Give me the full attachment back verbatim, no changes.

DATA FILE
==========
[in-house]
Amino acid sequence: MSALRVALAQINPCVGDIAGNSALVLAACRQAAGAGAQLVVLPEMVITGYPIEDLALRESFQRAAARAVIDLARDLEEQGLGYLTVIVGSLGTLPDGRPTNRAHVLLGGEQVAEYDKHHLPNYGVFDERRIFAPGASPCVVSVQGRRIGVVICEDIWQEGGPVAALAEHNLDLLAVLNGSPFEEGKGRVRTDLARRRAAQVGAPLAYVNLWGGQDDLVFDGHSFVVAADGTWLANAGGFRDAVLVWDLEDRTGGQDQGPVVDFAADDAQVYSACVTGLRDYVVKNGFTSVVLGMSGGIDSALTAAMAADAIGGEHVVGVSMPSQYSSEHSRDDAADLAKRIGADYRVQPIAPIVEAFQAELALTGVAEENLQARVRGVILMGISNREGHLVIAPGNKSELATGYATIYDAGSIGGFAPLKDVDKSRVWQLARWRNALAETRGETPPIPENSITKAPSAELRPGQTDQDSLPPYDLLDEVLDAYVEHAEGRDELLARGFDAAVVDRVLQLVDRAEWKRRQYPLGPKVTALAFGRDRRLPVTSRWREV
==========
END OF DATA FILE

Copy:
[in-house]
Amino acid sequence: MSALRVALAQINPCVGDIAGNSALVLAACRQAAGAGAQLVVLPEMVITGYPIEDLALRESFQRAAARAVIDLARDLEEQGLGYLTVIVGSLGTLPDGRPTNRAHVLLGGEQVAEYDKHHLPNYGVFDERRIFAPGASPCVVSVQGRRIGVVICEDIWQEGGPVAALAEHNLDLLAVLNGSPFEEGKGRVRTDLARRRAAQVGAPLAYVNLWGGQDDLVFDGHSFVVAADGTWLANAGGFRDAVLVWDLEDRTGGQDQGPVVDFAADDAQVYSACVTGLRDYVVKNGFTSVVLGMSGGIDSALTAAMAADAIGGEHVVGVSMPSQYSSEHSRDDAADLAKRIGADYRVQPIAPIVEAFQAELALTGVAEENLQARVRGVILMGISNREGHLVIAPGNKSELATGYATIYDAGSIGGFAPLKDVDKSRVWQLARWRNALAETRGETPPIPENSITKAPSAELRPGQTDQDSLPPYDLLDEVLDAYVEHAEGRDELLARGFDAAVVDRVLQLVDRAEWKRRQYPLGPKVTALAFGRDRRLPVTSRWREV